paul telfer interview xander days of our lives
Credit: Image: Michael Mattes/Shutterstock

Days of our Lives actor was offered a large sum of money to be on standby

Paul Telfer (Xander Cook/Alexandros Kiriakis, Days of our Lives) is so good at being bad – at least, on camera. Fans have watched the Scottish transplant do some pretty reprehensible things (occasionally with his shirt off, so there have been benefits) on the show since 2015 – and yet they still can’t get enough of his wicked ways. Telfer – who like everyone else is sheltering in place – spoke with about being lucky to hang out with his wife more often, his character’s questionable mental state, and a new film where he makes Xander look like a pussycat. Mrrow! How are things in your household due to the quarantine?

Paul Telfer: My wife [actress Carmen Cusack] and I were in the middle of a long-distance relationship – she was preparing a show for Broadway – and the night before her preview, which was Friday the 13th [of March] I was set to fly straight from the set to be there for a couple of weeks. And then she got the news they weren’t going to do her show [Flying Over Sunset] and she’d be home for the next month. I’m worried for vulnerable people, but it’s selfishly nice to have my wife back.

More: Paul Telfer and wife help veterans You grew up in Scotland and eventually moved to the U.S. When you were young did you watch soaps like Eastenders or Coronation Street?

Telfer: My mum absolutely loved soap operas [in the UK]. I was always resistant to them – they’re so depressing, about miserable working class people smoking in cafes, whereas American soap operas are so glamorous, about rich people throwing martinis in everyone’s faces – but I got addicted by osmosis. I think if you’re around a soap for any length of time you find the piece of it you lock into, and then you’re bitten by the bug.

More: Interview, Paul Telfer talks Xander & Leo’s scenes And then you ended up working on a soap, after all.

Telfer: Yeah, my agent called and said, “I know you don’t want to do a soap opera, but Days of our Lives is offering a large sum of money to be on standby in case this actor can’t make it” – he was sick. It was for the role of E.J. But fortunately, James Scott was well enough and I got paid even though they didn’t use me. Best job I ever had. And I thought I was lucky – I’d given up trying to memorize all of those pages [of the script]! But then they kept calling me back about joining the show, and I played this henchman character named Damon and I loved it. A month later, they said they were interested in bringing me on as a contract, and I assumed it’d be Damon again. I didn’t want to play some boring romantic dude – I wanted an antagonistic character – so I thought, perfect. Then they gave me a contract for a totally different character, they cut my hair and that’s it! But at least you’re still playing a dark-hearted character in Xander.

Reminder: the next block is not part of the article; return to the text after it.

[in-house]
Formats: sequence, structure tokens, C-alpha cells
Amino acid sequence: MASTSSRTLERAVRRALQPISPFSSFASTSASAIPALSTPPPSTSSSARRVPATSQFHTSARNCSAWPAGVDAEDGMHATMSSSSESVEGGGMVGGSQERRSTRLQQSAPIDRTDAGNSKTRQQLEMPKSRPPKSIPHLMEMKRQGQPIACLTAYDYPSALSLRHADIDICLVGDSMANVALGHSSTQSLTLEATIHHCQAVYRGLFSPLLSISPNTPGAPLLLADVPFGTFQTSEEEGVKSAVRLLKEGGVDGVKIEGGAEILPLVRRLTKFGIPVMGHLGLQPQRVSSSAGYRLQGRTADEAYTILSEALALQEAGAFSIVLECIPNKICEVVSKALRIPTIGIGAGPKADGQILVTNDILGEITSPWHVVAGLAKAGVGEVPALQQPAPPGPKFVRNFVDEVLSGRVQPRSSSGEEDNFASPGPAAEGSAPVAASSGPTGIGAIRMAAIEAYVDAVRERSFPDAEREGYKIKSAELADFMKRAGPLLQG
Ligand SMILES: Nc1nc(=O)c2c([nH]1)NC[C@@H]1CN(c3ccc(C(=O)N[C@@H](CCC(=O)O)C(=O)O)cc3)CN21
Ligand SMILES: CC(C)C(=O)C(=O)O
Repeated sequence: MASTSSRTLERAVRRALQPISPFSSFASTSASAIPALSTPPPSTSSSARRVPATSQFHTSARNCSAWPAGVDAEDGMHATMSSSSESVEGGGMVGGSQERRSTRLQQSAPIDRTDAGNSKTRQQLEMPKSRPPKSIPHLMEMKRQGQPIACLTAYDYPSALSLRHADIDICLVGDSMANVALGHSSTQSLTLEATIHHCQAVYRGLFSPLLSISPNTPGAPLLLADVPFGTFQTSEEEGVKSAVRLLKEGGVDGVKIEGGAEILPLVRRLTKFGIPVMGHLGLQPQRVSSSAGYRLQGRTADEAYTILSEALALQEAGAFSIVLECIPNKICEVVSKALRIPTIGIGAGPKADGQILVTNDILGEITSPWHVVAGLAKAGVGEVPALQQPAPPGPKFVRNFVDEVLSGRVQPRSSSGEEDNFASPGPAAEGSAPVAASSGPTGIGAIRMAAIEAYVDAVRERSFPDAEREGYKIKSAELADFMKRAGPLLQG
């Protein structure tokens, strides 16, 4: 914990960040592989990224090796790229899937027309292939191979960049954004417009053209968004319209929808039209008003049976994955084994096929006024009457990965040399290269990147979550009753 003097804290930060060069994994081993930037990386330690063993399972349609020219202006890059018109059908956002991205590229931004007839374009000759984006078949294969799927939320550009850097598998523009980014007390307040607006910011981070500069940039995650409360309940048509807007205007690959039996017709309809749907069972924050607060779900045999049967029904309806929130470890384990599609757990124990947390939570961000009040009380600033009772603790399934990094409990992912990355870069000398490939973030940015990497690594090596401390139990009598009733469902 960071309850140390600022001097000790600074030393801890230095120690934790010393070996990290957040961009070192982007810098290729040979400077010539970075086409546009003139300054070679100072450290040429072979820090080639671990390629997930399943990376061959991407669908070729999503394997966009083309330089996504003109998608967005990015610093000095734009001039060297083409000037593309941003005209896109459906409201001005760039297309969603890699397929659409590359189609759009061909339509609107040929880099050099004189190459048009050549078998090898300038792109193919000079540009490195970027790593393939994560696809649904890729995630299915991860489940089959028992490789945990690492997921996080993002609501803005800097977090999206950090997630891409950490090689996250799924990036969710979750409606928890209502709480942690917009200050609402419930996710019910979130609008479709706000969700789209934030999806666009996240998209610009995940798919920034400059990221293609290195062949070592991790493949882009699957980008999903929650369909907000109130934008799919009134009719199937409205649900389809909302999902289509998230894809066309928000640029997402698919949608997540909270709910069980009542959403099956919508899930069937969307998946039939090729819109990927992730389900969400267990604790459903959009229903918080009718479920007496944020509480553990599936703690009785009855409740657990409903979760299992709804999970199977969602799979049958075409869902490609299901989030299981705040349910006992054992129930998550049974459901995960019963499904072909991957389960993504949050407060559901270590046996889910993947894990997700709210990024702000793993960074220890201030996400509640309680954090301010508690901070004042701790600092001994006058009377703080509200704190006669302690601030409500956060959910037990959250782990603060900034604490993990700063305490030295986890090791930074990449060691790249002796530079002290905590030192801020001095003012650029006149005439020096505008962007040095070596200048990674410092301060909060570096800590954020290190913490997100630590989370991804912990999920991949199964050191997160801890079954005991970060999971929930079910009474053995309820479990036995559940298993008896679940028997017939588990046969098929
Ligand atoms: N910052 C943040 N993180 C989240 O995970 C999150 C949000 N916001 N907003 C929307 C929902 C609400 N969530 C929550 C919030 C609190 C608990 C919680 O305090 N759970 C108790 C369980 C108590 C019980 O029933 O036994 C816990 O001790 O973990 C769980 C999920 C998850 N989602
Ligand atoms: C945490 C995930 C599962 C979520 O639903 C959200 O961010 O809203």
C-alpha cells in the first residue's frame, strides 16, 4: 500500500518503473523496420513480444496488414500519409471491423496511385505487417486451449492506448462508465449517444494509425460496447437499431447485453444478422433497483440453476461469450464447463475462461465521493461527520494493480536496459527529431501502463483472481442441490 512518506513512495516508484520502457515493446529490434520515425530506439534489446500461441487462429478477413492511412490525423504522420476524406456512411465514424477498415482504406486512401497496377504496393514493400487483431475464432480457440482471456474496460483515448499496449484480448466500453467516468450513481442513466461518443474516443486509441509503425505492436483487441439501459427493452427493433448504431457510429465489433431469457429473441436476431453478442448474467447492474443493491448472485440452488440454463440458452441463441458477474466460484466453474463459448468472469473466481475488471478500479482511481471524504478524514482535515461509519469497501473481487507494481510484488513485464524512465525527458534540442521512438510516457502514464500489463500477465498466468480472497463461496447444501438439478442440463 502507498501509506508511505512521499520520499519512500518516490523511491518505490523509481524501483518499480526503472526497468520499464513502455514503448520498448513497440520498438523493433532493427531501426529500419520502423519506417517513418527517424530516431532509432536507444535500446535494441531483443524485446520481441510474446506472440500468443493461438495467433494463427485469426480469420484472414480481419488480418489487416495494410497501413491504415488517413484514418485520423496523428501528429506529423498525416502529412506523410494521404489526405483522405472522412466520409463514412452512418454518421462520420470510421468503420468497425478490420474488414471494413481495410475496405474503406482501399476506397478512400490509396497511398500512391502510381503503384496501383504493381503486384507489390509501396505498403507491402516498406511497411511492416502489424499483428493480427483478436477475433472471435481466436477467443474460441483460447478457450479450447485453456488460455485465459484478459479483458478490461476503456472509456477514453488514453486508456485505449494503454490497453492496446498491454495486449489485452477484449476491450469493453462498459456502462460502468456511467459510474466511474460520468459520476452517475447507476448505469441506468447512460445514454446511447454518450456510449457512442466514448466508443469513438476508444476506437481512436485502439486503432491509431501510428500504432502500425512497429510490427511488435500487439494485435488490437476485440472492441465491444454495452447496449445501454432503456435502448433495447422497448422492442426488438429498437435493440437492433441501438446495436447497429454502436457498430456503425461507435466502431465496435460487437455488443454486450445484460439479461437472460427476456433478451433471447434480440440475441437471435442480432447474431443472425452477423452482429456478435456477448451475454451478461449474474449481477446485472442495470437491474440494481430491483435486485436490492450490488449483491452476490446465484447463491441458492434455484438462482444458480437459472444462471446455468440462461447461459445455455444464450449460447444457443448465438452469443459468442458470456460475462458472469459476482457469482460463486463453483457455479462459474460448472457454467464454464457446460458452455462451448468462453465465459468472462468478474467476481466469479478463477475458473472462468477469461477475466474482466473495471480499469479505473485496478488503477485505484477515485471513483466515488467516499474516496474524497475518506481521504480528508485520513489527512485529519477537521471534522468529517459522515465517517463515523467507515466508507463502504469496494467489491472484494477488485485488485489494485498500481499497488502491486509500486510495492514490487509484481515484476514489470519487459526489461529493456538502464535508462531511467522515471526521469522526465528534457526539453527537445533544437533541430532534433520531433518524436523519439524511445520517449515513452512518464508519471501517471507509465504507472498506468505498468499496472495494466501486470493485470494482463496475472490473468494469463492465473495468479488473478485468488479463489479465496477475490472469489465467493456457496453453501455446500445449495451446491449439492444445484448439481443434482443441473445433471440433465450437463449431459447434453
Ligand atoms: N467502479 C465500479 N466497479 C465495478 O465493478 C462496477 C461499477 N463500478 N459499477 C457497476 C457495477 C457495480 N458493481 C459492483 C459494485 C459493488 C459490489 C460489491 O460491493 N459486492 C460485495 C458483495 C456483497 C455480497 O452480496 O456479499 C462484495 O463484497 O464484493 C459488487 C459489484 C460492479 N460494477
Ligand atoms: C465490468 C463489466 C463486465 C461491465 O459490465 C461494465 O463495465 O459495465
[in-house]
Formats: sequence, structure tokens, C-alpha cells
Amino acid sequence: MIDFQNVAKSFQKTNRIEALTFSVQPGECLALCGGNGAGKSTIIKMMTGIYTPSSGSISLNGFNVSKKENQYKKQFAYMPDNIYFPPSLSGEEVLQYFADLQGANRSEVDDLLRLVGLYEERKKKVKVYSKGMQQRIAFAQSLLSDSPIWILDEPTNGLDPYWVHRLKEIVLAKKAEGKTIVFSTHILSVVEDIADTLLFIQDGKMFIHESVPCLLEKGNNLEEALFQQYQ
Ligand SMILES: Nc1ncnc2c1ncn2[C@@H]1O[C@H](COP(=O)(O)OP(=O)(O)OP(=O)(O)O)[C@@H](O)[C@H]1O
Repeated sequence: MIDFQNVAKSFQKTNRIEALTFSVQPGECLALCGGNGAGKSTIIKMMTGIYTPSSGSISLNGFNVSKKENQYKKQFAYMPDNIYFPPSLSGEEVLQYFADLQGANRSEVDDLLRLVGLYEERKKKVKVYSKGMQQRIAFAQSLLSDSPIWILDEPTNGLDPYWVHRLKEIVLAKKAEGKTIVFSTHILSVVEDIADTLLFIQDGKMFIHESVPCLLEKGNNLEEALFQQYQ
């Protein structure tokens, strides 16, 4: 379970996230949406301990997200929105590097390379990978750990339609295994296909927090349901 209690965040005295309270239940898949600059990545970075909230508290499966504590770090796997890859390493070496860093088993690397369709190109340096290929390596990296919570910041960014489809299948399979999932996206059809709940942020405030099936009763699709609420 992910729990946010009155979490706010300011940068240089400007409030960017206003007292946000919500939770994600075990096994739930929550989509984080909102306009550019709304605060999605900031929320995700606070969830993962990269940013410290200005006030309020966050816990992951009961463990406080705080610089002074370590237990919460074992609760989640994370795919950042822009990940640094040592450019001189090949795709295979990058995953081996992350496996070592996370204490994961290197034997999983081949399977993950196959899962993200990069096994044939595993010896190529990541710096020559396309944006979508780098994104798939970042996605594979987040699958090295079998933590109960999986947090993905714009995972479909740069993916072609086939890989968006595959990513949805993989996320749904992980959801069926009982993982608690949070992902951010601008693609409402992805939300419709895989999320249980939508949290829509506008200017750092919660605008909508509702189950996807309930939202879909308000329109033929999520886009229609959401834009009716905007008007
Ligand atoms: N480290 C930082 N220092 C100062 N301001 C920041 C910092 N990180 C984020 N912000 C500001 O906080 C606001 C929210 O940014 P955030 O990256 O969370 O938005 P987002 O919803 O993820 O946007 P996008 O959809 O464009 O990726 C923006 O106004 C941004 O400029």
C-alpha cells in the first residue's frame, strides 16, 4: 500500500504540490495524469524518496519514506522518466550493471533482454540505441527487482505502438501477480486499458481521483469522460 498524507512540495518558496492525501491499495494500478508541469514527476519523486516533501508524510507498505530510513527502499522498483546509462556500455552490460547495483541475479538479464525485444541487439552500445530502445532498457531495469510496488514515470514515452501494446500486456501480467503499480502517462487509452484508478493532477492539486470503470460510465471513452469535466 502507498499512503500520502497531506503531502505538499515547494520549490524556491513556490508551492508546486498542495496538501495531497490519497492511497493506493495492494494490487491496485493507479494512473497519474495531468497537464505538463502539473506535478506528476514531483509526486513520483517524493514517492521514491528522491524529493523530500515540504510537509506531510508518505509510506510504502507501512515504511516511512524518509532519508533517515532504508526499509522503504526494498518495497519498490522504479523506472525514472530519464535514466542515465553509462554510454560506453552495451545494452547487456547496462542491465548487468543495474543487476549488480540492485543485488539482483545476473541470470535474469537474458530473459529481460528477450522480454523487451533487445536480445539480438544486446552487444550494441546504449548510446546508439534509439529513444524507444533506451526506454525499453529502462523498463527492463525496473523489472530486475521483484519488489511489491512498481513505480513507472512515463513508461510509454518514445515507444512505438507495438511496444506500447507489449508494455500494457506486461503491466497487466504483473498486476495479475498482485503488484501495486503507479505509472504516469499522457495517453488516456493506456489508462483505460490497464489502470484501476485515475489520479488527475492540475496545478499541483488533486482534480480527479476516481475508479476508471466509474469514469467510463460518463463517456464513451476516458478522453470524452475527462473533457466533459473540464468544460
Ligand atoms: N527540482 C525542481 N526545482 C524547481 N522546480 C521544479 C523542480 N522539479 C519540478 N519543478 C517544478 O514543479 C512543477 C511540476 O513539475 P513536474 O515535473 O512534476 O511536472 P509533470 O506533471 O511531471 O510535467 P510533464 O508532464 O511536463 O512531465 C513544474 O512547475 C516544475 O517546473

Telfer: Xander is so much worse! Damon was a henchman, but Xander is nuts.

More: Interview, GH actress talks tight soap budgets What do you love about playing a villain?

Telfer: It’s a cliché to say they’re meatier and better roles, but I enjoy it because of the strictures of daytime television – there are things you aren’t allowed to show, but villains push up against standards and practices of whatever the rules are. Xander has access to his rage, and he’s a very good liar. Those things make it fun to play. Beyond that, I just love shouting at everybody. But he seems to be on the road to reform these days, at least a little bit.

Telfer: It’s all part of this transition into his becoming a goodie. I always play it so the audience doesn’t know if he’s sincere or not. It’s so funny to see some of the audience saying, “He’s so nice!” And others saying, “Women are too forgiving!” I was concerned with making him too soft too soon. I’d like to have a way for him to snap back. But it’s also consistent with the character; he’s a bit nutty and almost hysterical when you see him lose his temper. Right now I’m trying to make him do good things for bad reasons and bad things for good reasons. I want him to start occasionally doing heroic things that were occasionally decent, but they’d always be an effort for him.

More: Greatest Days baby-swapping storylines You also co-wrote, produced and star in a new movie that recently got distribution, Green Rush, which will be released on April 14. And you’re playing a pretty bad dude in that, too. Is it cathartic to play a villain all the time?

Telfer: I took it as a way to unleash all the bad guy potential I’d built up on Days of our Lives, but which I couldn’t show on the program. The character I play in Green Rush is completely wild and also like a primal predator – but also funny and charming and weird and sexy. It felt like an original way to play a scary, physical villain. It’s an extreme version of the colors and ideas I’ve been playing as Xander, but let loose on an R-rated platform.

More: Days of our Lives time jump guide How does being a baddie affect how fans approach you when they see you in public?

Telfer: It is getting harder to go to an airport in some of the more major markets for the show, because I get recognized a lot now. But it’s funny because typically women will see me at the newsstand – and they’ll sidle up to me and have a weird mix of a cheeky smile but also wag their finger at me, saying, “I know who you are!” They know I play a nasty, scary man but in real life I’m an affable, jolly person. So I think they’re a bit thrown off with how goofy I am in real life. But also relieved that I’m not a scary, shouty villain.

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